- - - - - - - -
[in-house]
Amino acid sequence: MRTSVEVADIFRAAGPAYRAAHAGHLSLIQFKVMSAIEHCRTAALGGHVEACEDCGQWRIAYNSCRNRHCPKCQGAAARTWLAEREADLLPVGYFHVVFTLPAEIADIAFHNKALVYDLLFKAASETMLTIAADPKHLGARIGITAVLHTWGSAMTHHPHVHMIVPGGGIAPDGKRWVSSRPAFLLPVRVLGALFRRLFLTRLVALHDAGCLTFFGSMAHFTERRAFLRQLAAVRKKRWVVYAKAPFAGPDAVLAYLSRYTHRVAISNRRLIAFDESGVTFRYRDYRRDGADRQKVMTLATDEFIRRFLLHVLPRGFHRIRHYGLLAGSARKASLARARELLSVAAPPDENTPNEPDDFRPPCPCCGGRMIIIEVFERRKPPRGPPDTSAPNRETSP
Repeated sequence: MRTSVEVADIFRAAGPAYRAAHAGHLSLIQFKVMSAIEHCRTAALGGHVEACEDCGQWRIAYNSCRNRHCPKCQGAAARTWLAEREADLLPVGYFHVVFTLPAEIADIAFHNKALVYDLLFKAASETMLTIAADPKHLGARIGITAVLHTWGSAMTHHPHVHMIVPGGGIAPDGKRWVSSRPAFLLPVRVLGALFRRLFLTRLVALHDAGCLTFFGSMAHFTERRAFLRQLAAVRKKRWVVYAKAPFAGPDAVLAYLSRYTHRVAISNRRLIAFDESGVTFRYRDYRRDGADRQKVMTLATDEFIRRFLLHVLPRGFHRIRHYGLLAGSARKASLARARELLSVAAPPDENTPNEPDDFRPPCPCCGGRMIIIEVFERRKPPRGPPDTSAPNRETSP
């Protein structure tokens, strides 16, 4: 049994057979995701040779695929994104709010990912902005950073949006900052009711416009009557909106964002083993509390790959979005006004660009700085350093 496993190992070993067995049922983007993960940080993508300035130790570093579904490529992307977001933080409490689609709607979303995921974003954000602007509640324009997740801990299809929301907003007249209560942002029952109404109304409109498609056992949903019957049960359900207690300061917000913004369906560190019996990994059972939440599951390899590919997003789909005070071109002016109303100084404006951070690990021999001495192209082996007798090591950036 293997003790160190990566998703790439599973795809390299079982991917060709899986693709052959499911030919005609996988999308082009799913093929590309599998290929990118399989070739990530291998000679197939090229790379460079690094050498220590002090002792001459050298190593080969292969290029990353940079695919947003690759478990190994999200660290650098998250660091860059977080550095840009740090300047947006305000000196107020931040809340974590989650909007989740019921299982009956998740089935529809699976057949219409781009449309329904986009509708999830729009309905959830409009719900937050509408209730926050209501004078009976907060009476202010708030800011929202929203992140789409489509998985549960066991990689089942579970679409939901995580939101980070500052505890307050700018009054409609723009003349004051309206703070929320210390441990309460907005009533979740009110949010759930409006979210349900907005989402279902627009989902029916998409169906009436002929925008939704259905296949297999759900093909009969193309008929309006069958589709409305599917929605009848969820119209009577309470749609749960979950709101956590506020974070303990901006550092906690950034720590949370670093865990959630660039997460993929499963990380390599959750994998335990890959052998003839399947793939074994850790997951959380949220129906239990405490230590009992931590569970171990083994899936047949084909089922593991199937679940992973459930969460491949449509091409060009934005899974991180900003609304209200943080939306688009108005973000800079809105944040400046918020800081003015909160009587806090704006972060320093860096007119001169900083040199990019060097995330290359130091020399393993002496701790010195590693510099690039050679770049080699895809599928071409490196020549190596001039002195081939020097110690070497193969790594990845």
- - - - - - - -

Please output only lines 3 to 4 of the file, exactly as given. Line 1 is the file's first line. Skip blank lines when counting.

Repeated sequence: MRTSVEVADIFRAAGPAYRAAHAGHLSLIQFKVMSAIEHCRTAALGGHVEACEDCGQWRIAYNSCRNRHCPKCQGAAARTWLAEREADLLPVGYFHVVFTLPAEIADIAFHNKALVYDLLFKAASETMLTIAADPKHLGARIGITAVLHTWGSAMTHHPHVHMIVPGGGIAPDGKRWVSSRPAFLLPVRVLGALFRRLFLTRLVALHDAGCLTFFGSMAHFTERRAFLRQLAAVRKKRWVVYAKAPFAGPDAVLAYLSRYTHRVAISNRRLIAFDESGVTFRYRDYRRDGADRQKVMTLATDEFIRRFLLHVLPRGFHRIRHYGLLAGSARKASLARARELLSVAAPPDENTPNEPDDFRPPCPCCGGRMIIIEVFERRKPPRGPPDTSAPNRETSP
């Protein structure tokens, strides 16, 4: 049994057979995701040779695929994104709010990912902005950073949006900052009711416009009557909106964002083993509390790959979005006004660009700085350093 496993190992070993067995049922983007993960940080993508300035130790570093579904490529992307977001933080409490689609709607979303995921974003954000602007509640324009997740801990299809929301907003007249209560942002029952109404109304409109498609056992949903019957049960359900207690300061917000913004369906560190019996990994059972939440599951390899590919997003789909005070071109002016109303100084404006951070690990021999001495192209082996007798090591950036 293997003790160190990566998703790439599973795809390299079982991917060709899986693709052959499911030919005609996988999308082009799913093929590309599998290929990118399989070739990530291998000679197939090229790379460079690094050498220590002090002792001459050298190593080969292969290029990353940079695919947003690759478990190994999200660290650098998250660091860059977080550095840009740090300047947006305000000196107020931040809340974590989650909007989740019921299982009956998740089935529809699976057949219409781009449309329904986009509708999830729009309905959830409009719900937050509408209730926050209501004078009976907060009476202010708030800011929202929203992140789409489509998985549960066991990689089942579970679409939901995580939101980070500052505890307050700018009054409609723009003349004051309206703070929320210390441990309460907005009533979740009110949010759930409006979210349900907005989402279902627009989902029916998409169906009436002929925008939704259905296949297999759900093909009969193309008929309006069958589709409305599917929605009848969820119209009577309470749609749960979950709101956590506020974070303990901006550092906690950034720590949370670093865990959630660039997460993929499963990380390599959750994998335990890959052998003839399947793939074994850790997951959380949220129906239990405490230590009992931590569970171990083994899936047949084909089922593991199937679940992973459930969460491949449509091409060009934005899974991180900003609304209200943080939306688009108005973000800079809105944040400046918020800081003015909160009587806090704006972060320093860096007119001169900083040199990019060097995330290359130091020399393993002496701790010195590693510099690039050679770049080699895809599928071409490196020549190596001039002195081939020097110690070497193969790594990845």